Outfit7 is now trumpeting its 100 million download milestone loudly in a publicity blitz that includes the release of a catchy graphic showing how much more quickly the developer hit 100 million than several other popular apps—including rival-for-cuteness Angry Birds (1.5 years). You have to hand it to Outfit7: These guys really know how to get people’s attention.
So what’s the developer’s secret? In its official release on the topic, the company credits “lasting emotional connections with millions of people of all ages.” As one of the 100 million, I take some issue with the emotional connection part, but I will admit to being entertained by Talking Tom (he’s the cat who purrs when you pet him, repeat back what you say in a cute voice and also will take a punch and hit the ground without retaliation—thus functioning as much as stress-reliever as lovable companion).
More than anything, Outfit7 captured the attention of consumers, made it easy to get engaged by offering basic apps for free (and then offering to upgrade or selling virtual goods within the apps), and then—when it realized it had a hit—capitalized on the momentum. It did that by adding characters (besides my cat friend, there is now a hippo, a bird, a hedgehog, a dinosaur, a robot, a giraffe, a fairy, a Santa and something called Talking Bacteria John, John & John), by being so ingrained in the nation’s pop culture psyche that Talking Tom made a cameo on the ABC series Modern Family, and by moving its characters into other media: The apps let users record customize videos that can be shared via Facebook, YouTube or email.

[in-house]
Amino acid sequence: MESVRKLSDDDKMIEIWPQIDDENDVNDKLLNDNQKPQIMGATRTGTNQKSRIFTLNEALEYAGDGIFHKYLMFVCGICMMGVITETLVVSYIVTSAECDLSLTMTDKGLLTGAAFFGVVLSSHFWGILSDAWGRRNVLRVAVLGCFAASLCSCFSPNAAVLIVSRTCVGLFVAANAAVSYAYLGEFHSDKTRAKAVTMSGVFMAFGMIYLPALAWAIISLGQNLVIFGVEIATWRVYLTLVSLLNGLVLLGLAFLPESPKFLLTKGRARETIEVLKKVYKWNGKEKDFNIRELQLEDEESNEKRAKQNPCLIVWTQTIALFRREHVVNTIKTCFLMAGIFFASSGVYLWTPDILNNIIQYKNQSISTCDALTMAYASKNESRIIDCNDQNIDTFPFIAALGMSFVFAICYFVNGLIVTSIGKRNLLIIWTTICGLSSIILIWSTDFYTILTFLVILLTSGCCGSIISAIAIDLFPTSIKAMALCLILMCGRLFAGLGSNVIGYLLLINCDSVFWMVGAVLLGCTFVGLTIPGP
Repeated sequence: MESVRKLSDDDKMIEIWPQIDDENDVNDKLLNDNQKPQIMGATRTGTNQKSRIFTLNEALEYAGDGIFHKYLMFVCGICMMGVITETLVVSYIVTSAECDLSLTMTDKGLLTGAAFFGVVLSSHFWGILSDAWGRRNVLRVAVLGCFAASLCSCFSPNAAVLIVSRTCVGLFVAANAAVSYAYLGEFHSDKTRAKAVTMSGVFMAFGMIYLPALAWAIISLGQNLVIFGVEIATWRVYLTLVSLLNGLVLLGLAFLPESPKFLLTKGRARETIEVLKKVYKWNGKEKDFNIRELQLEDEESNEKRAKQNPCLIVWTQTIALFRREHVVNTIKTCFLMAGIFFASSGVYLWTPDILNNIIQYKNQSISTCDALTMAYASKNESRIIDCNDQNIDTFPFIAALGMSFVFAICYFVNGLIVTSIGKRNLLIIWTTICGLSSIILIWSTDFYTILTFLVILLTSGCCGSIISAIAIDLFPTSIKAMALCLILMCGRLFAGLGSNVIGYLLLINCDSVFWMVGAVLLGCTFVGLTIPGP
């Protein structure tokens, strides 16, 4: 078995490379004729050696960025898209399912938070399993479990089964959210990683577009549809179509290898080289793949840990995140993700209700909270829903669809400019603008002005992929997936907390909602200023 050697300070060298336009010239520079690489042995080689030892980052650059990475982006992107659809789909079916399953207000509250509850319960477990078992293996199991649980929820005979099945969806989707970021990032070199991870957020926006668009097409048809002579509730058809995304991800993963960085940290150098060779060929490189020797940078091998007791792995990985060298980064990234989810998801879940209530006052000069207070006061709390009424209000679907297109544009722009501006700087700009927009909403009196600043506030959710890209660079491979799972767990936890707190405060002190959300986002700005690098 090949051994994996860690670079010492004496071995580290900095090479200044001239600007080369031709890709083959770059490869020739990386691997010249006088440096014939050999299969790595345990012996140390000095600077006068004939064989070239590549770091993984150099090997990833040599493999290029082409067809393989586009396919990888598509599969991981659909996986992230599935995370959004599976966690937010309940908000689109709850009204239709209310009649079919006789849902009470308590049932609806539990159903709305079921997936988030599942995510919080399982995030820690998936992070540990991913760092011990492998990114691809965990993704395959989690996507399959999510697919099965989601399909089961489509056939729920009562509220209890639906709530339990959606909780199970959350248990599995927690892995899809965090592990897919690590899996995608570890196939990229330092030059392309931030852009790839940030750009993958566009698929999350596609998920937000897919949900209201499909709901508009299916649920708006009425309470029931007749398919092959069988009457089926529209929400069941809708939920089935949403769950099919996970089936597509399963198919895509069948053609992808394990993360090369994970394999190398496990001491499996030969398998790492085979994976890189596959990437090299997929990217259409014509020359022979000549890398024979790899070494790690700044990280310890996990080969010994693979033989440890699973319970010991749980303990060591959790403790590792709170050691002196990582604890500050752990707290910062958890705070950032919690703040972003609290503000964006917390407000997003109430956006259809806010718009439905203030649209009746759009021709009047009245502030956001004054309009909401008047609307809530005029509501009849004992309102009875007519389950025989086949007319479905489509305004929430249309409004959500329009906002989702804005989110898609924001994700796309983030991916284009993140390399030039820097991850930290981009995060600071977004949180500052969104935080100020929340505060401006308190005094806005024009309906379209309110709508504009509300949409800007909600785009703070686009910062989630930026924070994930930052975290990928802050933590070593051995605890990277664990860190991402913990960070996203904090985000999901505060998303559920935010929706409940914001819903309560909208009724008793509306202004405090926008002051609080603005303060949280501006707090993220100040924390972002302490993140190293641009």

“We want to move them beyond the mobile screen,” Nabergoj said. “We don’t want this to be a fad. That’s why we have a different perspective, offering characters that people can engage with in a social context. Our goal is to be like Viacom or Disney, taking the characters to new platforms.”
That certainly is a huge ambition for a company that is self-funded and—according to Nabergoj’s interview with VentureBeat—has no interest in VC backing at the moment. But given the company’s track record to date—not to mention the trail blazed by its avian predecessors—it doesn’t seem out of reach.